If for the functionality of the system is examined, for example the fuselage has a property relating to the number of passengers it can carry and its shape is determined by the mission statement or higher level requirement. Its lower constituent's sub-systems like barrel segment, floor beams, bulkheads, skin stiffener element do not exhibit this capability on their own. Similarly, the geometry of the wing and nacelle are affected by the engine choice. At a conceptual level, it is just a 2D model not 3D so that we can play around the design solution space.

My concern is, the traditional SE tools creates a stasis in design process via a sequence of formal definition which carries nothing for a designer and you made it clear. I have to stick to the rules and assess how these tools can improve the problem definition or perhaps come out with a technique like TRIZ!!!

### RE: System Thinking Approach in Writting Aircraft Design Requirements

(OP)
I got the hard copy of Dan Raymer's Conceptual Design approach and indeed it is an excellent source book.I have used it in writing top level requirements for high lift system.

Thank you for the support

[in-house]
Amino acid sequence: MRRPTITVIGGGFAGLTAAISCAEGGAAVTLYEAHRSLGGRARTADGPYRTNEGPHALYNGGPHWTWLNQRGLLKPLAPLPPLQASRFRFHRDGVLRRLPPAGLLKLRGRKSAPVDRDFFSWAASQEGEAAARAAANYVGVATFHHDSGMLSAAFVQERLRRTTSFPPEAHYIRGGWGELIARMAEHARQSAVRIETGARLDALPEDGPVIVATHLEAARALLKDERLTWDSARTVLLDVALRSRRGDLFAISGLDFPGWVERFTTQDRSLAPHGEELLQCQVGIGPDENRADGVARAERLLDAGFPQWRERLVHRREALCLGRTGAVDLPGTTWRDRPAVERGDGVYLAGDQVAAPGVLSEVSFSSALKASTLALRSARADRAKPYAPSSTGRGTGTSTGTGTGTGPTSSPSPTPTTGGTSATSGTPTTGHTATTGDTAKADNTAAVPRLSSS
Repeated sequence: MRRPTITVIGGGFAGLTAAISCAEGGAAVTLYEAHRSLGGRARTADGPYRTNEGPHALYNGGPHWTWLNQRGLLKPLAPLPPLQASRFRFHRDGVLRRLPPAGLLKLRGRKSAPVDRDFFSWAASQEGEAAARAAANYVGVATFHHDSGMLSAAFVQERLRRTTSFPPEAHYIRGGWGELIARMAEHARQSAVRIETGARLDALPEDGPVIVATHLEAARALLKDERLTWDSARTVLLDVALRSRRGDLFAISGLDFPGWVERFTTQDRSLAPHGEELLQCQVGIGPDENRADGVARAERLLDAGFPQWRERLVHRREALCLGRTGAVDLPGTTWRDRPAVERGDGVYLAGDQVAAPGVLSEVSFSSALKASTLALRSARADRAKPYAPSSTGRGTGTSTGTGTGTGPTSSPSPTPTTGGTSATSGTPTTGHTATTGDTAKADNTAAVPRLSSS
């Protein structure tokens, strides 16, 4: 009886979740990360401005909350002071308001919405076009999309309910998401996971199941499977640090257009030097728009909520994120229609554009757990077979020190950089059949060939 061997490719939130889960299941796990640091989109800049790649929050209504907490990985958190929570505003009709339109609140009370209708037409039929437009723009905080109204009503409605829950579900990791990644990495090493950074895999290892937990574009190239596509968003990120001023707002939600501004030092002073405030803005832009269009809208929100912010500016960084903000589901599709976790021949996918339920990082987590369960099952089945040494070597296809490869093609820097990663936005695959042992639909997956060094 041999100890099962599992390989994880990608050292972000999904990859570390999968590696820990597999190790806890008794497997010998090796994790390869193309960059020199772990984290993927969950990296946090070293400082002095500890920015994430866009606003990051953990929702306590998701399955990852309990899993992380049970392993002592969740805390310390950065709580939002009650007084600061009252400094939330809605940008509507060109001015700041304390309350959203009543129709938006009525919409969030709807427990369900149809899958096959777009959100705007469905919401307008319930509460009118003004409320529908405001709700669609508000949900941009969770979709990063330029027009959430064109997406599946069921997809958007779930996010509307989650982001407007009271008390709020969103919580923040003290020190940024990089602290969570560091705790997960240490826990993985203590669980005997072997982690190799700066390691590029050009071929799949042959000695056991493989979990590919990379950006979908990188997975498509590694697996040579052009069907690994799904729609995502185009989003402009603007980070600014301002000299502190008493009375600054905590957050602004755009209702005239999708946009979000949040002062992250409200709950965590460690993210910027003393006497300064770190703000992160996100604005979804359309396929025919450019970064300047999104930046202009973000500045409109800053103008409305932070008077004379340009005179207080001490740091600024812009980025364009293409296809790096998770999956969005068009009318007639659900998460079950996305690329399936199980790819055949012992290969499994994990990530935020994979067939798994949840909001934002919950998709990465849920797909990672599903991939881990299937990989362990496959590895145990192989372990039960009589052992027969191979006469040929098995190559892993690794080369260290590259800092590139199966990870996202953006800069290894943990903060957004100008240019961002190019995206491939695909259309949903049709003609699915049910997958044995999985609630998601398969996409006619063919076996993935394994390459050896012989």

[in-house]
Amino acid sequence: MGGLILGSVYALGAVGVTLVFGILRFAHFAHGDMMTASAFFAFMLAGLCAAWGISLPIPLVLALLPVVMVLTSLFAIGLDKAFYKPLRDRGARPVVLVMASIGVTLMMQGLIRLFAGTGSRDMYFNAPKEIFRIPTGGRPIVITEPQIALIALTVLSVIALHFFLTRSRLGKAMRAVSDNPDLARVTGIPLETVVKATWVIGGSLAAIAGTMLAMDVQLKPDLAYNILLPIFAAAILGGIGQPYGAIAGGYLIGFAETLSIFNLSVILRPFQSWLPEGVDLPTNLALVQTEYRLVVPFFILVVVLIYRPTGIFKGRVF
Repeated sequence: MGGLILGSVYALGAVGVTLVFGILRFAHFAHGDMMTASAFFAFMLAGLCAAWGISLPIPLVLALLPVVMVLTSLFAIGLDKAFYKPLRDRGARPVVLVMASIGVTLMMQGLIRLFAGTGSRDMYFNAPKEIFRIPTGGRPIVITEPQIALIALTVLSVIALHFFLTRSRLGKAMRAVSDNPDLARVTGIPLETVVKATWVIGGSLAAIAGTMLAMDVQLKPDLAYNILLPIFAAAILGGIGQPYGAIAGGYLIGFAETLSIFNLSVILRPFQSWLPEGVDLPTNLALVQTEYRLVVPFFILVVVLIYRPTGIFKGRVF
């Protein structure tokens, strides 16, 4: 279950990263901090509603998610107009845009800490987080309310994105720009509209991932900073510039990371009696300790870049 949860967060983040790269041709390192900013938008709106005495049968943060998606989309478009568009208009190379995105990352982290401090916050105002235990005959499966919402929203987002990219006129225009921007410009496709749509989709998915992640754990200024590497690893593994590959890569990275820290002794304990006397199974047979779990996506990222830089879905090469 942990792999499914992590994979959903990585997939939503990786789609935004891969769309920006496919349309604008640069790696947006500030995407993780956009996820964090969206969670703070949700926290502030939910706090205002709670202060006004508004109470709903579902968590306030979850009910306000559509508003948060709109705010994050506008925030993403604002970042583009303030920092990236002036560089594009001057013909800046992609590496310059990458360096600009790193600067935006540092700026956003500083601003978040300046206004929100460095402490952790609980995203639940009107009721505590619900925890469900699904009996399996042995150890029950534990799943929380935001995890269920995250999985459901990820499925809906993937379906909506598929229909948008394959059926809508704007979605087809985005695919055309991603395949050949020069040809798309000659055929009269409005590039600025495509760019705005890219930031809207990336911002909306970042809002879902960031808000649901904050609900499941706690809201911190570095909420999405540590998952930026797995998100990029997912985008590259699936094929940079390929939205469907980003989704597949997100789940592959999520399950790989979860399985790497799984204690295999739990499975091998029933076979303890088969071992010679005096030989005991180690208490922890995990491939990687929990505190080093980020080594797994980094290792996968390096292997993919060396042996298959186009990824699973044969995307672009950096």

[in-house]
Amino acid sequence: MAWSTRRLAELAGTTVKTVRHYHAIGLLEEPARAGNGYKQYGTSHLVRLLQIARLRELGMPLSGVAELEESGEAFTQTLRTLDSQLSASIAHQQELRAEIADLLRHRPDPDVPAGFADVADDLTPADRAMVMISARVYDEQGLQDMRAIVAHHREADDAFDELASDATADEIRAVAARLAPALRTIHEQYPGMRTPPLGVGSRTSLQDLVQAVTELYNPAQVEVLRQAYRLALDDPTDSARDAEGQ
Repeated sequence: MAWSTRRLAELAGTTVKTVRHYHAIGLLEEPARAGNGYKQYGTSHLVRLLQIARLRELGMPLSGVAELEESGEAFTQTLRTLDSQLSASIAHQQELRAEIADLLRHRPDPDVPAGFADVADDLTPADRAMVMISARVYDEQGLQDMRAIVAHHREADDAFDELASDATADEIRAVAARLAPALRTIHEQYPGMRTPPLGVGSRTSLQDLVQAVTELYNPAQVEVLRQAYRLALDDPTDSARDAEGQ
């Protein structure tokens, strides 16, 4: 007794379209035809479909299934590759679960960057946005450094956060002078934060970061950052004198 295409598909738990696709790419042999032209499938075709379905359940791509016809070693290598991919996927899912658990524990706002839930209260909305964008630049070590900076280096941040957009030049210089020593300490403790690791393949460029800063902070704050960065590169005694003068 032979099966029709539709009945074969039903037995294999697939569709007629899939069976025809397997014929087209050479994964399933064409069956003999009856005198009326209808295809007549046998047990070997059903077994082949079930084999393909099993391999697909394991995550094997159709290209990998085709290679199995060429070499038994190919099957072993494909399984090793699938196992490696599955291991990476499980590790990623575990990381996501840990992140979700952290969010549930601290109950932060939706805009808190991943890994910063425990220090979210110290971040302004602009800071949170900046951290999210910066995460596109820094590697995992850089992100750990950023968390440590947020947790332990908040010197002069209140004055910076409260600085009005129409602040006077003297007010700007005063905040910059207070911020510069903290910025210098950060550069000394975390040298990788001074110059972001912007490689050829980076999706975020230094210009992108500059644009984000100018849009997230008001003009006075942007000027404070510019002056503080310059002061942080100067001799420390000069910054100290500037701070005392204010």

### RE: System Thinking Approach in Writting Aircraft Design Requirements

personally i don't think the difficulty is with problem definition ... the difficulty with defining the problem is to be sure that you capture all the design requirements.

The difficult thing, IMHO, is solving the problem, ie designing the solution.  part of this difficulty is many of the design requirements are conflicting, or at least need a trade off to get to the "optimal" solution; consider weight vs cost, consider material cost vs manufacturing cost.

going back to your simple example of a window, the design spec will say at least weight, cost, and size (and maybe things like optical properties/distorsion, abrasion, ...).  with weight and cost there'll be hard targets, but soft targets (benefits (profits) if you get lower than the target, penalties if you exceed them ... if it's 1 lb heavy we'll charge you $10, but being 1 lb heavier makes it$20 cheaper for you to make, and being a good partner you'll pocket the \$10 you made).

Then you mentioned a removable window ... a whole different problem to define and to solve ...

### RE: System Thinking Approach in Writting Aircraft Design Requirements

They are equal part of the puzzle.  That's why there's a rather large period of time before System Requirements Review even occurs.  In some specifications, you literally need an English BA to slice and dice and understand what the requirement is.  In other cases, the requirement is too nebulous to design from and someone has to parse it, and develop the entire concept of operations before anyone can even start putting lines on paper.

### RE: System Thinking Approach in Writting Aircraft Design Requirements

(OP)